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Throughout each level players will attempt to pass the various traps set by Dr Nylus. Checkpoints are readily available (although maybe a little too frequently) and act as a respawn location should you meet your deathly demise – something which receives comedic approach. With players seen turning into a lovely cooked chicken leg should they find themselves on the hot side of a heated trap, or potentially a hot dog should they fall into a fight with electricity, throughout the game if you find yourself not quite doing everything right first time round, you will see plenty of other comedic death variations and a family friendly vibe. After completing each act the player is met with a summary screen showing details and statistics, including how many deaths a player has had as well as the number of collectables attained. These play a nice part in the game with achievements and extra costumes for each character linked to their collection – something which can make hunting each one down all the more pleasing.

The gameplay in HeartZ is very traditional to the genre with many of the levels including things such as levers and switches as well as moving platforms, crushing machines and character specific obstacles/areas. These all make the game very enjoyable and spice things up from your regular platformer to make it feel different to the norm. Some of the later levels offer small hints with character specific ghosts appearing in front of obstacles that may not be the most obvious choice when looking at a solution.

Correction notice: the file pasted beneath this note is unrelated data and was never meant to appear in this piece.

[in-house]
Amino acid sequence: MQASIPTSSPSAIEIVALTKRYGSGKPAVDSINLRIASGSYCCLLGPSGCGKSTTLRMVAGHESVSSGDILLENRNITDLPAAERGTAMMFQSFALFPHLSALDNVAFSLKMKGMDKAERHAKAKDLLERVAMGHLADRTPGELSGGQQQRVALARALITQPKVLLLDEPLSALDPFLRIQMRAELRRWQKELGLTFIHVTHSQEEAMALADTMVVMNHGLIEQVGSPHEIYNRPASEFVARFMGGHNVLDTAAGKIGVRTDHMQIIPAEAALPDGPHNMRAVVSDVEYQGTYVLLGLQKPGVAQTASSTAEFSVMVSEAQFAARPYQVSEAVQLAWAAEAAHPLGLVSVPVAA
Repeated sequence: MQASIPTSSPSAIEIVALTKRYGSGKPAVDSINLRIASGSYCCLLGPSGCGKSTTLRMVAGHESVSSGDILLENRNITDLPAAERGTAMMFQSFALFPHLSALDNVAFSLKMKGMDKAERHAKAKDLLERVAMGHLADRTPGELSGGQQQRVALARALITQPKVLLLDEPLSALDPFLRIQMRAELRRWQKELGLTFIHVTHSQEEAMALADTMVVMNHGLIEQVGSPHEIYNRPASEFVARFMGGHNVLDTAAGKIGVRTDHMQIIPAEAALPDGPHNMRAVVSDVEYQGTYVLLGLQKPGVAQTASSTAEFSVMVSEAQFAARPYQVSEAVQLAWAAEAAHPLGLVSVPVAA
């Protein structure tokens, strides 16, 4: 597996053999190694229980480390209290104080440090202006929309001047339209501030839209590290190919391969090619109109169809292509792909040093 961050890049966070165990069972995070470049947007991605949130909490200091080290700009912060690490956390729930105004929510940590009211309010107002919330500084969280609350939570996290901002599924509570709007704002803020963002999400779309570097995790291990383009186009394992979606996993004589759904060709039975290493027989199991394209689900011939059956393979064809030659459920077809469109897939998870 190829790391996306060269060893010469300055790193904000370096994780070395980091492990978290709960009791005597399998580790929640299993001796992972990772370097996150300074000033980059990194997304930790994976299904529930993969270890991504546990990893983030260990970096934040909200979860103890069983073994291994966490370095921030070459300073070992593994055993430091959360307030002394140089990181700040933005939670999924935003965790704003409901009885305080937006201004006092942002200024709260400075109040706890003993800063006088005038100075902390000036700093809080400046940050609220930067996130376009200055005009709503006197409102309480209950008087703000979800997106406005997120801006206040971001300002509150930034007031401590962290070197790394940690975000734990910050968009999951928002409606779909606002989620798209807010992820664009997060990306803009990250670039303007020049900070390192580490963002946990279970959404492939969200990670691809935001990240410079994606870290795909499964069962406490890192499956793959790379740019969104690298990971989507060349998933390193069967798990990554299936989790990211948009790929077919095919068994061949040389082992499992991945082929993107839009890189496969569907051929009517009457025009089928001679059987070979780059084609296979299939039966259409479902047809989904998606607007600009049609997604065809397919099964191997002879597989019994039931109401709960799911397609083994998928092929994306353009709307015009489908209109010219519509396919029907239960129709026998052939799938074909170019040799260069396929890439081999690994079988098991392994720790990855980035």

HeartZ is a title that provides a family friendly return to platforming, however no game is perfect and indeed HeartZ does have a few niggling issues. Admittedly these issues are certainly nothing to worry about and whilst they do not ruin the gameplay experience in any way, should changes be put in place to fix them, it could only improve an already great game. The first issue I noticed was with the hit system. In fact, many times throughout I found myself the subject of a slightly oversensitive hit area in which my character would be turned into a steaming chicken leg before I had even fully landed onto a death filled heat pad. Although some of these were obviously due to my own misjudgement, there was indeed times in which my characters ability to dash in mid-air would simply be overruled by the games intent on seeing me change into the latest offering on KFC’s menu.

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The other issue that I must pick up on is something that is slightly disappointing. Not a game bug as such, but instead a development issue is the choice to focus on an analog control scheme. Whilst the game does indeed work smoothly using the thumbsticks, being a gamer for some time and an avid fan of platforming titles, I found myself trying to use the D-pad to traverse different obstacles only to fall into traps due to the control scheme lacking an option to use the preferred method. It’s a shame, but I fully understand that it may just be completely a personal issue.

Overall though and HeartZ: Co-Hope Puzzles is a great game which offers a fun and friendly return to one of gaming’s greatest genres. With the addition of solo play being missed from many co-op focused titles, HeartZ offers a unique experience that can be enjoyed either with the family or as a solo experience.

It is certainly one that offers great value for money.